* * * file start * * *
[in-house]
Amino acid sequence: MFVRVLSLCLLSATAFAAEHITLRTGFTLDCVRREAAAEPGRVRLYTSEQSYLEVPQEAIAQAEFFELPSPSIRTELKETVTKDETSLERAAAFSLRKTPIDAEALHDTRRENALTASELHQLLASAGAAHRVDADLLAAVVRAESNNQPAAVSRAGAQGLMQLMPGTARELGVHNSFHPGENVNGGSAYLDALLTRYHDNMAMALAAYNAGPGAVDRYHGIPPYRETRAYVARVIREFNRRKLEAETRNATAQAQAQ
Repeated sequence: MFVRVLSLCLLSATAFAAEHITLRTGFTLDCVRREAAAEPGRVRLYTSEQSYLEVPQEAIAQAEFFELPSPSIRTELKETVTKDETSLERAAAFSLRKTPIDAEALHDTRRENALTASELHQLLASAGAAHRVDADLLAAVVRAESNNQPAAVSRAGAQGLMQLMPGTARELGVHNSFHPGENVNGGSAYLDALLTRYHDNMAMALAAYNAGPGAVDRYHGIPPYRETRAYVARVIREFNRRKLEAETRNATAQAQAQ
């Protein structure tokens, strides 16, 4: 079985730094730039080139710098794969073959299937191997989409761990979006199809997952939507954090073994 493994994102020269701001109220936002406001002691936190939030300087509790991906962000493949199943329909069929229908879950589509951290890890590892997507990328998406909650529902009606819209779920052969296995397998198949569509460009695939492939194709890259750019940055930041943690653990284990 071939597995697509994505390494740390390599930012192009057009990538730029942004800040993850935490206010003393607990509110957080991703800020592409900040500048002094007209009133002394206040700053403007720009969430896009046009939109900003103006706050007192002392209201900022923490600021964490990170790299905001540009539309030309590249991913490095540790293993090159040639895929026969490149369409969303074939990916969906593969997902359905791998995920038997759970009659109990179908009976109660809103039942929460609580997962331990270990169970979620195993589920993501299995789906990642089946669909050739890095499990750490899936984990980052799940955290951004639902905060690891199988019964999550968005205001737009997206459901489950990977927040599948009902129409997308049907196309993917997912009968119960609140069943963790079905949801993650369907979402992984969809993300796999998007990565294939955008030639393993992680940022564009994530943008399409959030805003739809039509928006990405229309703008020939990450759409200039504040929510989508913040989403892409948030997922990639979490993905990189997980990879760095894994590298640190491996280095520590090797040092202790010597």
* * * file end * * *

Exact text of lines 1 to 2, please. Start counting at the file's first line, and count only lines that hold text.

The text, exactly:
[in-house]
Amino acid sequence: MFVRVLSLCLLSATAFAAEHITLRTGFTLDCVRREAAAEPGRVRLYTSEQSYLEVPQEAIAQAEFFELPSPSIRTELKETVTKDETSLERAAAFSLRKTPIDAEALHDTRRENALTASELHQLLASAGAAHRVDADLLAAVVRAESNNQPAAVSRAGAQGLMQLMPGTARELGVHNSFHPGENVNGGSAYLDALLTRYHDNMAMALAAYNAGPGAVDRYHGIPPYRETRAYVARVIREFNRRKLEAETRNATAQAQAQ